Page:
First Chris Squire, then Greg Lake and now John Wetton. The list of great prog bassists from the 70s is getting mighty short. (Mike Rutherford and Roger Waters, you guys take care of yourselves, hear?)

Wetton had an interesting career. After being in perhaps King Crimson's finest lineup—with sincere apologies to the early 80s version—he toured with Roxy Music and then joined the big at the time but seemingly now virtually forgotten Uriah Heep, before forming prog supergroup UK with old Crimson bandmate Bill Bruford. When that didn't pay off with the kind of financial windfall many were expecting, he tried again, this time with Yes guitarist Steve Howe, Yes and Buggles keyboardist Geoff Downes and of course prog rock's answer to Buddy Rich, Carl Palmer. And boom: the money finally rolled in.

It wasn't really prog, of course, more like AOR pop rock, and that's fine; there's never too much catchy music around. But it was easy to forget just what a fine musician Wetton was when he was playing material as catchy but unchallenging to someone as proficient as he. So to remember him, we're going with this odd one-off supergroup, combining Steve Hackett, guitarist for almost all of the best Genesis albums, Ian McDonald, a member of the first King Crimson incarnation, later founding member of Foreigner, and the writer of this song, Chester Thompson, former drummer for Weather Report and Frank Zappa and, of course, touring drummer for Genesis, and Wetton himself.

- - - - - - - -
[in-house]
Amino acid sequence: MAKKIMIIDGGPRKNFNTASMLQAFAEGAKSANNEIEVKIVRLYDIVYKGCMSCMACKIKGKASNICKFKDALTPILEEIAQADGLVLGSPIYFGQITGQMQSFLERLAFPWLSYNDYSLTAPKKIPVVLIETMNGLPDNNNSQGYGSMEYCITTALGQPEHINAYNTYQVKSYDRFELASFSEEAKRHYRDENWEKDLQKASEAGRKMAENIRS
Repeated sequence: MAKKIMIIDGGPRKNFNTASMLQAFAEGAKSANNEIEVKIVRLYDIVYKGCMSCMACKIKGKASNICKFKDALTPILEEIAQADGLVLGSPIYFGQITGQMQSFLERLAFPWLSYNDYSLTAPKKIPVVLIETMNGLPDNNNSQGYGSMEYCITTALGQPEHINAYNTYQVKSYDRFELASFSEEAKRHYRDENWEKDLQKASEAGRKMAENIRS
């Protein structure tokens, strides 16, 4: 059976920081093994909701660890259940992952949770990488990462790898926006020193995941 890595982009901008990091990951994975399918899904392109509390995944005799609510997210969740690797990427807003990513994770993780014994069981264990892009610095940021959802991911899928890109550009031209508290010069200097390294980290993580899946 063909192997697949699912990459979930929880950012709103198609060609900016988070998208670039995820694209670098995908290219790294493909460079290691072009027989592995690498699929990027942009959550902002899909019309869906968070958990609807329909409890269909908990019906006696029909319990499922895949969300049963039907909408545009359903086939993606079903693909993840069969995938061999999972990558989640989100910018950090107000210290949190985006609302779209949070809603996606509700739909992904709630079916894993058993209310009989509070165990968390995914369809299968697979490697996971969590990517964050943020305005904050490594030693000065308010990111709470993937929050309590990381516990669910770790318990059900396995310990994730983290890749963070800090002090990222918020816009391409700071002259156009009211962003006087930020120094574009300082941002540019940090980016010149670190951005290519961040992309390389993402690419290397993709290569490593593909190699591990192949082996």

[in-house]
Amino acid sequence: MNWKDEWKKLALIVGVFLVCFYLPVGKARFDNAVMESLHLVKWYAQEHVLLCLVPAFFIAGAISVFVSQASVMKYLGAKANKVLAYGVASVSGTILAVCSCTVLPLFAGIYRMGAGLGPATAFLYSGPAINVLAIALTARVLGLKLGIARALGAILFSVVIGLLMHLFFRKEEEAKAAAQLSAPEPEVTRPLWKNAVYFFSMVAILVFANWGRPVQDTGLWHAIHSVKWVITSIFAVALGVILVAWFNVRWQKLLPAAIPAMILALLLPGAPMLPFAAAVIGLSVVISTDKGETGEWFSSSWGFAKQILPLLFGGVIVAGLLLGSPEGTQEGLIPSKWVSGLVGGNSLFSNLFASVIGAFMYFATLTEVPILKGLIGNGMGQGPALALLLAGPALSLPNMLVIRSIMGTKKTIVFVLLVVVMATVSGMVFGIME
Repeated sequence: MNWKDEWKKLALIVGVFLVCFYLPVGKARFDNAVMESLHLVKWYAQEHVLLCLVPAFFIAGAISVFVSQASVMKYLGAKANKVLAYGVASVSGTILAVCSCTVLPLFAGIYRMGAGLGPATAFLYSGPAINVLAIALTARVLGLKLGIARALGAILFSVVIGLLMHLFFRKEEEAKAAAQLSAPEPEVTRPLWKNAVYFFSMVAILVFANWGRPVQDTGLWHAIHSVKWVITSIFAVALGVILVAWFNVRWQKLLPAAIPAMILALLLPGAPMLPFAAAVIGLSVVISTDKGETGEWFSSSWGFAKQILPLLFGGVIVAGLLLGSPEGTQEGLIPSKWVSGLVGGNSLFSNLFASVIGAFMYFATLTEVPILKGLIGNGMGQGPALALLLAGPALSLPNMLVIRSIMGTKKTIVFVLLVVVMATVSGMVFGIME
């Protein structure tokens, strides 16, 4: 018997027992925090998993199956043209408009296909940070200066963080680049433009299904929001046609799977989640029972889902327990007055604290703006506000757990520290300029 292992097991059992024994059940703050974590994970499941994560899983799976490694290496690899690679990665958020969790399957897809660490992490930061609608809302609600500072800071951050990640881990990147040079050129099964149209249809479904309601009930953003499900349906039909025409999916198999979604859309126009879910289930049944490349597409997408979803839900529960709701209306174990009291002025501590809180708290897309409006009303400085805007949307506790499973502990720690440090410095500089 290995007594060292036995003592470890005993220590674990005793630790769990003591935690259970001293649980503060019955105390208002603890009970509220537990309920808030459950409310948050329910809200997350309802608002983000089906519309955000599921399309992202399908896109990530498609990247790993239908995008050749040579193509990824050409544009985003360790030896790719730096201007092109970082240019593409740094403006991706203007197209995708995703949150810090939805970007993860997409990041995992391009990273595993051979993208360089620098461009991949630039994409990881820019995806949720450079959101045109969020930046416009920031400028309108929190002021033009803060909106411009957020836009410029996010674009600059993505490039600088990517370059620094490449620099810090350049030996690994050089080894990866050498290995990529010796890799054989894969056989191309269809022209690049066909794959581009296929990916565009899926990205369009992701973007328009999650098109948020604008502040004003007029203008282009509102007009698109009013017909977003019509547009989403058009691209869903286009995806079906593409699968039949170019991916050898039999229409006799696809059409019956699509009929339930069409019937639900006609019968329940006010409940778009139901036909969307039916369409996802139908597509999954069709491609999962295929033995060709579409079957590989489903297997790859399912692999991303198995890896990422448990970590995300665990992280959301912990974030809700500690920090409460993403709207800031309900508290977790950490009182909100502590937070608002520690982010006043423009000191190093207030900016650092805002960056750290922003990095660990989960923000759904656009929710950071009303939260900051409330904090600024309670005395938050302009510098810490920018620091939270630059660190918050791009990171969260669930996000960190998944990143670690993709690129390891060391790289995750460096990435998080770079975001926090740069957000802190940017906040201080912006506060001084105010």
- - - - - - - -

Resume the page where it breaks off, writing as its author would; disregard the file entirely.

Thursday, January 26, 2017

Love Is All Around

In which one utterly kickass trailblazer suitably salutes another utterly kickass trailblazer.


Wednesday, January 25, 2017

Oddfellows Local 151

I mentioned the other day that the show in Charlottesville on R.E.M.'s Work tour was one of the best I'd ever seen. And this song—from a different show—was one of the highlights. It's one of the very, very few times Michael Stipe played guitar on stage, which alone made the performance special. But it's more than just that rarity. There's so much to love about this, from the murkiness of the lighting, which suits the music so perfectly, to the way the geometric lights blaze on the chorus, to the way Mike Mills and Bill Berry add harmony vocals on only the words "boy and girl" and only the second time through.